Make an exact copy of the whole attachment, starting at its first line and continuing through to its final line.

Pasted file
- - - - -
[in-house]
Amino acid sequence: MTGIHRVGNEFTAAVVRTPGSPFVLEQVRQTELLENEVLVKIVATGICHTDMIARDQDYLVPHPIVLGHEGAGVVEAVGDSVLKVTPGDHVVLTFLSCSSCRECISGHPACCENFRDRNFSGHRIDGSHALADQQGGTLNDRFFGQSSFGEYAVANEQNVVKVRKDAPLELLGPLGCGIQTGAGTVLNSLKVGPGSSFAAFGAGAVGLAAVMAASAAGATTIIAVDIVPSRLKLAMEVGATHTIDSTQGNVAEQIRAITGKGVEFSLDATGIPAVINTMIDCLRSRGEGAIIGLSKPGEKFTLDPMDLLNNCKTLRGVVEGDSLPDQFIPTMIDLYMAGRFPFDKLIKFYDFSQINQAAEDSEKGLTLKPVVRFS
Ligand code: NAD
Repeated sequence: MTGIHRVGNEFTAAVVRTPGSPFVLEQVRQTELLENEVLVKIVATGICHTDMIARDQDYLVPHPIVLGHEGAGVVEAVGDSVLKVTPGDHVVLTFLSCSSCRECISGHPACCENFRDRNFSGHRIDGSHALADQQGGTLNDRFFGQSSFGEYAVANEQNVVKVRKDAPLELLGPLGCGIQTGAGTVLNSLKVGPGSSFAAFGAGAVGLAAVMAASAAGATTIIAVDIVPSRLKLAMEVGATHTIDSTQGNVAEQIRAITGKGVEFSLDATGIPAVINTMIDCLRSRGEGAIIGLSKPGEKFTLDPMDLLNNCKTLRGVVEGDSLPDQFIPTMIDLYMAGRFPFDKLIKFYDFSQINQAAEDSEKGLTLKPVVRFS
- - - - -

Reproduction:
[in-house]
Amino acid sequence: MTGIHRVGNEFTAAVVRTPGSPFVLEQVRQTELLENEVLVKIVATGICHTDMIARDQDYLVPHPIVLGHEGAGVVEAVGDSVLKVTPGDHVVLTFLSCSSCRECISGHPACCENFRDRNFSGHRIDGSHALADQQGGTLNDRFFGQSSFGEYAVANEQNVVKVRKDAPLELLGPLGCGIQTGAGTVLNSLKVGPGSSFAAFGAGAVGLAAVMAASAAGATTIIAVDIVPSRLKLAMEVGATHTIDSTQGNVAEQIRAITGKGVEFSLDATGIPAVINTMIDCLRSRGEGAIIGLSKPGEKFTLDPMDLLNNCKTLRGVVEGDSLPDQFIPTMIDLYMAGRFPFDKLIKFYDFSQINQAAEDSEKGLTLKPVVRFS
Ligand code: NAD
Repeated sequence: MTGIHRVGNEFTAAVVRTPGSPFVLEQVRQTELLENEVLVKIVATGICHTDMIARDQDYLVPHPIVLGHEGAGVVEAVGDSVLKVTPGDHVVLTFLSCSSCRECISGHPACCENFRDRNFSGHRIDGSHALADQQGGTLNDRFFGQSSFGEYAVANEQNVVKVRKDAPLELLGPLGCGIQTGAGTVLNSLKVGPGSSFAAFGAGAVGLAAVMAASAAGATTIIAVDIVPSRLKLAMEVGATHTIDSTQGNVAEQIRAITGKGVEFSLDATGIPAVINTMIDCLRSRGEGAIIGLSKPGEKFTLDPMDLLNNCKTLRGVVEGDSLPDQFIPTMIDLYMAGRFPFDKLIKFYDFSQINQAAEDSEKGLTLKPVVRFS